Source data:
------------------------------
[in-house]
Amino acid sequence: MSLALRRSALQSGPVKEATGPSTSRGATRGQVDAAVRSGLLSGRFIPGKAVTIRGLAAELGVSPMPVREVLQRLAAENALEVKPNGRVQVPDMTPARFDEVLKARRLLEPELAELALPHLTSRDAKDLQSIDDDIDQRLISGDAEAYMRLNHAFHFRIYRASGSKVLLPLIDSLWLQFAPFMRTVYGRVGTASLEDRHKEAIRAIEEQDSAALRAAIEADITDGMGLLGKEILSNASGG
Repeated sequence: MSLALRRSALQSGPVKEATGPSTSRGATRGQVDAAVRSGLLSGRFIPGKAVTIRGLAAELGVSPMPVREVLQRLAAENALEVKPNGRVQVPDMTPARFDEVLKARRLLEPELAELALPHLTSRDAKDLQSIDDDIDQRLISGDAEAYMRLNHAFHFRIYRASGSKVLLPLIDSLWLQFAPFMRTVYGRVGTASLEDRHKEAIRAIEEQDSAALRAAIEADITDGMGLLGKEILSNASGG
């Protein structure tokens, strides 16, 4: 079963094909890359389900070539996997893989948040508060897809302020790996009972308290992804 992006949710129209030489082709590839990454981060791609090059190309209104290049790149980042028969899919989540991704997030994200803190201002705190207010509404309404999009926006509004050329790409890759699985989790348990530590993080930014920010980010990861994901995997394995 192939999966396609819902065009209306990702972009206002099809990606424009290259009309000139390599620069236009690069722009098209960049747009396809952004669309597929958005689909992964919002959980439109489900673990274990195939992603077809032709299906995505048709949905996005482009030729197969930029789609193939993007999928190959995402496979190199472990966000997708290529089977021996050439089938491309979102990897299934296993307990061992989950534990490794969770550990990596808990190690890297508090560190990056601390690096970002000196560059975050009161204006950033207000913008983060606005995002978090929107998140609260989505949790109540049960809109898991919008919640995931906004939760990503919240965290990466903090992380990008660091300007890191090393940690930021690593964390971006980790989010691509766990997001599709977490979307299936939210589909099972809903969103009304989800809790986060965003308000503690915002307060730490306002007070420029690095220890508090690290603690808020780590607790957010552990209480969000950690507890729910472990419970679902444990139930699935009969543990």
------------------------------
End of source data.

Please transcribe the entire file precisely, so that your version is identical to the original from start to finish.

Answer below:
[in-house]
Amino acid sequence: MSLALRRSALQSGPVKEATGPSTSRGATRGQVDAAVRSGLLSGRFIPGKAVTIRGLAAELGVSPMPVREVLQRLAAENALEVKPNGRVQVPDMTPARFDEVLKARRLLEPELAELALPHLTSRDAKDLQSIDDDIDQRLISGDAEAYMRLNHAFHFRIYRASGSKVLLPLIDSLWLQFAPFMRTVYGRVGTASLEDRHKEAIRAIEEQDSAALRAAIEADITDGMGLLGKEILSNASGG
Repeated sequence: MSLALRRSALQSGPVKEATGPSTSRGATRGQVDAAVRSGLLSGRFIPGKAVTIRGLAAELGVSPMPVREVLQRLAAENALEVKPNGRVQVPDMTPARFDEVLKARRLLEPELAELALPHLTSRDAKDLQSIDDDIDQRLISGDAEAYMRLNHAFHFRIYRASGSKVLLPLIDSLWLQFAPFMRTVYGRVGTASLEDRHKEAIRAIEEQDSAALRAAIEADITDGMGLLGKEILSNASGG
């Protein structure tokens, strides 16, 4: 079963094909890359389900070539996997893989948040508060897809302020790996009972308290992804 992006949710129209030489082709590839990454981060791609090059190309209104290049790149980042028969899919989540991704997030994200803190201002705190207010509404309404999009926006509004050329790409890759699985989790348990530590993080930014920010980010990861994901995997394995 192939999966396609819902065009209306990702972009206002099809990606424009290259009309000139390599620069236009690069722009098209960049747009396809952004669309597929958005689909992964919002959980439109489900673990274990195939992603077809032709299906995505048709949905996005482009030729197969930029789609193939993007999928190959995402496979190199472990966000997708290529089977021996050439089938491309979102990897299934296993307990061992989950534990490794969770550990990596808990190690890297508090560190990056601390690096970002000196560059975050009161204006950033207000913008983060606005995002978090929107998140609260989505949790109540049960809109898991919008919640995931906004939760990503919240965290990466903090992380990008660091300007890191090393940690930021690593964390971006980790989010691509766990997001599709977490979307299936939210589909099972809903969103009304989800809790986060965003308000503690915002307060730490306002007070420029690095220890508090690290603690808020780590607790957010552990209480969000950690507890729910472990419970679902444990139930699935009969543990």